“There are thousands of studies since the 1970s, but little of that work was done in a mechanistic fashion,” says Hogenesch. “Now we have a relatively complete picture of clock networks across the organism, and we can see actual genetic targets that are oscillating, so we can begin investigating the mechanisms underlying those observations.”
Genes involved in cell division were among the earliest identified as being rhythmically expressed in both rodent models and human cells. In 1987, researchers studying ovarian cancers found that tumor cells synthesized DNA on a daily rhythm that typically peaked in the late morning hours, nearly 12 hours out of sync with nontumor cells.8 This led the team to suggest that timing chemotherapy doses that target cells actively replicating their DNA might improve the drugs’ effectiveness while reducing healthy-cell death.
© EVAN OTO/SCIENCE SOURCE
Sure enough, over the past 30 years, experimental models and clinical trials have found that timing chemo regimens can significantly affect their toxicity and effectiveness. In animal studies of nearly 30 chemo drugs, tailoring dosing time to the medication’s mode of action has been found to decrease toxic side effects and increase effectiveness. In one study, rats that received the chemotherapy drug cisplatin at the time of day when their urinary output was highest (a correlate of other timed cycles in kidney metabolism) had fewer nephrotoxic effects, as measured in kidney function tests, than animals that received the doses at the time of minimum urinary output.9 In another study, oxaliplatin chemotherapy caused fewer intestinal lesions and less bone marrow suppression in mice when given at night, possibly because DNA synthesis in murine bone marrow is highest during the day.10
Because rodents are nocturnal, however, the appropriate schedule changes as the experiments move into humans. And timing drug administration becomes even more complicated when patients are treated with combination therapies. But researchers are seeing success in human studies testing chronotherapy for cancer. In multiple clinical trials, they have found that patients with ovarian, endometrial, or metastatic bladder cancer who received doxorubicin at 6:00 a.m. and cisplatin 12 hours later experienced less toxicity and greater tumor response and survival than those who received the drugs in the reverse sequence.11 Oncologist and biomedicine professor Francis Levi, a pioneer of chronobiology research now at the University of Warwick, has also shown repeatedly that patients experience better responses and fewer side effects from toxicity when drugs are administered at specific times of day.12 “At this point we have conducted about 30 clinical trials,” he says. “We have found that chronotherapy can improve survival up to fivefold and shrink tumors twice as much when compared to conventionally administered chemotherapy.”
But circadian-timed chemotherapy only shows benefits for approximately half of patients in trials, Levi notes. One possible influence is gender, he says. In a meta-analysis of data from three Phase 3 trials, he and his colleagues found that nighttime chemotherapy improved survival in men but not women.13 Phillips has also noticed gender-specific effects in studies of morning versus afternoon vaccinations, but only in younger populations, not among the elderly, so age may also play a role.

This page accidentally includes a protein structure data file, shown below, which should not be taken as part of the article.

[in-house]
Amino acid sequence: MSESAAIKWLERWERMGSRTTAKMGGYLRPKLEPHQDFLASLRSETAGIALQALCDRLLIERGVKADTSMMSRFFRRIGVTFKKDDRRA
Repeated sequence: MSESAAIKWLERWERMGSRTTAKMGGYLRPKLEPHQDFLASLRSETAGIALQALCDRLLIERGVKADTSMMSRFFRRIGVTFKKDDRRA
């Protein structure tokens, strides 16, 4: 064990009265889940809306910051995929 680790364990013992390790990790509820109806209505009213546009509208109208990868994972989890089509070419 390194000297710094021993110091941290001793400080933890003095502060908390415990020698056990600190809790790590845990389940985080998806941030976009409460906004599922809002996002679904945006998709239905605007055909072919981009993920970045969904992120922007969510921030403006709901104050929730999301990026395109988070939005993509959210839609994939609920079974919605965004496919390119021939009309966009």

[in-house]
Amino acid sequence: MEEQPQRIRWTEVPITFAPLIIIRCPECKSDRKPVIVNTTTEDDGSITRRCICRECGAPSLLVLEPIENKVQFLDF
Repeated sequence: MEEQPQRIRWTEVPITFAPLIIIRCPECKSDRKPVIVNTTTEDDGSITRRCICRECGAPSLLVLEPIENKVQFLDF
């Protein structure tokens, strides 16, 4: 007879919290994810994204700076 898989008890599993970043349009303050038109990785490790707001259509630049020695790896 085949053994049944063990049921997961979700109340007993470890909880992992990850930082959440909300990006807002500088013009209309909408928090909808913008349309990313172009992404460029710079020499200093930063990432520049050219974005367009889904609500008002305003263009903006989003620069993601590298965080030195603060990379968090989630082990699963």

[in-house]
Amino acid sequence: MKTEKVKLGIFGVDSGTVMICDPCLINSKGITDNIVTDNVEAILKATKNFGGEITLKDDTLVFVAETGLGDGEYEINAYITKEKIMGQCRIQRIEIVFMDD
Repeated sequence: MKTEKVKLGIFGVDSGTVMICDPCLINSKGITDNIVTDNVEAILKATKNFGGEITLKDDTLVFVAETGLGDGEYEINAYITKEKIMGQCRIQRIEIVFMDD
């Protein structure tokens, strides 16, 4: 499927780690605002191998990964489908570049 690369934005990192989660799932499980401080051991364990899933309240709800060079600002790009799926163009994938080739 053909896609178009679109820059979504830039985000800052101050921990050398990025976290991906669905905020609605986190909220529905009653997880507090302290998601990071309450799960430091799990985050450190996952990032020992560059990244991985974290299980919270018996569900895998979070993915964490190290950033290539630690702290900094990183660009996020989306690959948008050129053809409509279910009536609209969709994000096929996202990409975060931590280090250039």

Another factor could be genetics. In 2014, a group of Israeli scientists found that in mice, glucocorticoid signaling—mediated by hormones that peak at night and taper off in the morning—suppressed levels of epidermal growth factor receptor (EGFR), which has been linked to tumor growth and migration. EGFR signals were stronger during the day when glucocorticoid levels were lowest; correspondingly, tumors in mice that were driven by EGFR mutations grew faster at this time. An EGFR inhibitor used to treat breast cancer slowed tumor growth more when given to the animals in the daytime than when the same dose was administered at night.14
The core clock genes themselves may also differ among individuals. In wild-type mice, researchers found a timing-dependent response to the chemo drug cyclophosphamide, but they also found that animals lacking a circadian rhythm because of mutations in the clock genes BMAL1 and CLOCK did not show a time-dependent response.15 Another study by Levi and colleagues, using circadian gene expression data for 27 genes from mouse liver and human colon cancer cell lines, found that the optimal time to administer the chemotherapy agent irinotecan could be predicted based on a gene regulatory loop controlled by clock genes BMAL1 and REV-ERBα. When BMAL1 was silenced in vitro, irinotecan’s timing-dependent effects vanished.16
Whatever the cause of the variation, researchers must now deal with it in a systematic way, Levi says. “Until a few years ago, our working hypothesis was to deliver chronotherapy to an average rhythmic pattern in a population, so all patients receive the exact same protocol,” he says. “But interpatient differences could result in a marked improvement in some cases and none in others. This clearly indicates that we need to identify individual rhythms, analogous to what we’re doing in personalized medicine now.” (See “Getting Personal,” The Scientist, February 2017.)